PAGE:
How GAP insurance works

Should your car be written-off or stolen soon after you take out a finance agreement, you could find yourself in a nasty situation.

You could potentially owe more than the car is worth, especially if you’ve put down a small deposit and the car depreciates heavily within the first few months. For example, if you buy a brand new car for £12,000 and write it off after a year, your insurer may offer you £8000, because that's what the trade guides say it's worth.

Be wary of salespeople steering you towards taking out GAP insurance when you don't need it

But if you still owe more than £8000 on the loan, you'd be in a situation where you owe more than the car is worth, potentially leaving you well out of pocket. To avoid getting into financial difficulties, the solution is to take out GAP (Guaranteed Asset Protection) insurance. There are two types of gap insurance:

  • RTI (return to invoice) insurance: This pays out the difference between the amount you paid for your car and the amount the insurance company say it's now worth.
  • Finance shortfall insurance: This ensures that you don't have any finance outstanding on your written-off car after you make a claim. However, it differs from RTI in that it doesn't give you any money back; it covers only the value of the outstanding finance.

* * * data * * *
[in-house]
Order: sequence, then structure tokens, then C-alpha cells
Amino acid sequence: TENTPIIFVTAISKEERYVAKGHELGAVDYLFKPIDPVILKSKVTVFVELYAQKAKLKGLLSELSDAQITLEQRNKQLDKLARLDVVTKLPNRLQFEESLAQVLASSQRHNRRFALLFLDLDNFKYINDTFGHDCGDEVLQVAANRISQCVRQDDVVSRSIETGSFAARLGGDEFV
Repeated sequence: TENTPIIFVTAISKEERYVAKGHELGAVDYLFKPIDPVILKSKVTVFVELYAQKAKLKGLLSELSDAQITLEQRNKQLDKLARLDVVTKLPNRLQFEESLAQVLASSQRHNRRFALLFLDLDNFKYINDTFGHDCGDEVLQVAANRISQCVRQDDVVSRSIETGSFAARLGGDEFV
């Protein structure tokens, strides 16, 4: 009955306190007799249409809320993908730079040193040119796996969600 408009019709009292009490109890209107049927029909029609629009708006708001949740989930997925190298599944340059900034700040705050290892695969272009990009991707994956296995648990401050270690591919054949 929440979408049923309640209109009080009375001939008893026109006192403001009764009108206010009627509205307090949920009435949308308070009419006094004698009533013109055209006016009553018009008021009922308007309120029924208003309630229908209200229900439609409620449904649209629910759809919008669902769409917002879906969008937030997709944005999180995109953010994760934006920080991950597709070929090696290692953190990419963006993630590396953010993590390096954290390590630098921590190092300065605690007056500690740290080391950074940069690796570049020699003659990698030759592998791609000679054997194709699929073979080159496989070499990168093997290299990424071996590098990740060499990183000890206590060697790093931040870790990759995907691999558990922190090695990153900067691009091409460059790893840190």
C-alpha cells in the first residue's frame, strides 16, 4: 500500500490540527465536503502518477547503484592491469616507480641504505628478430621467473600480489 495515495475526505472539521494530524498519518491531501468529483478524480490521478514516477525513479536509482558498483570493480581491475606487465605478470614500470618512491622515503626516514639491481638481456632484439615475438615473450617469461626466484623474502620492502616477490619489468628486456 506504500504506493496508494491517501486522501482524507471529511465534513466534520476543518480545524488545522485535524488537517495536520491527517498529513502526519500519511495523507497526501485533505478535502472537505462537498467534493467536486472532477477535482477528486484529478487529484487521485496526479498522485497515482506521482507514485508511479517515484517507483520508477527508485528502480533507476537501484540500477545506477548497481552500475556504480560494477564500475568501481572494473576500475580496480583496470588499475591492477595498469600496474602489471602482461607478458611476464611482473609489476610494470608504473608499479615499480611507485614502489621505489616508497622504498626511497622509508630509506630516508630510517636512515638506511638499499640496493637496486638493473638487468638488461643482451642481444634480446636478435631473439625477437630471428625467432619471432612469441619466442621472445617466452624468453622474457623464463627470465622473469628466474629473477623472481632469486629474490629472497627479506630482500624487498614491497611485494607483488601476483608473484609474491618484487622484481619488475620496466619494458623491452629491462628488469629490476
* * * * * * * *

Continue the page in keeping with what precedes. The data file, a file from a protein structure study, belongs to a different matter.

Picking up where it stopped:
The key points to take into account about GAP insurance are:

  • You don’t normally have to take out GAP insurance, although a finance company may insist you do if you’re a high-risk driver or you’ve paid only a very small deposit.
  • Be wary of salespeople steering you towards taking out GAP insurance when you don't need it - and also make sure that their charges aren't excessive. Shopping around can often save you cash. FirstCar offers GAP insurance; why not get a quote now?
  • You can pay for it as a one-off fee or maybe as part of your monthly finance repayments.
  • GAP insurance is unlikely to be worthwhile if you’ve put down a large deposit on your car.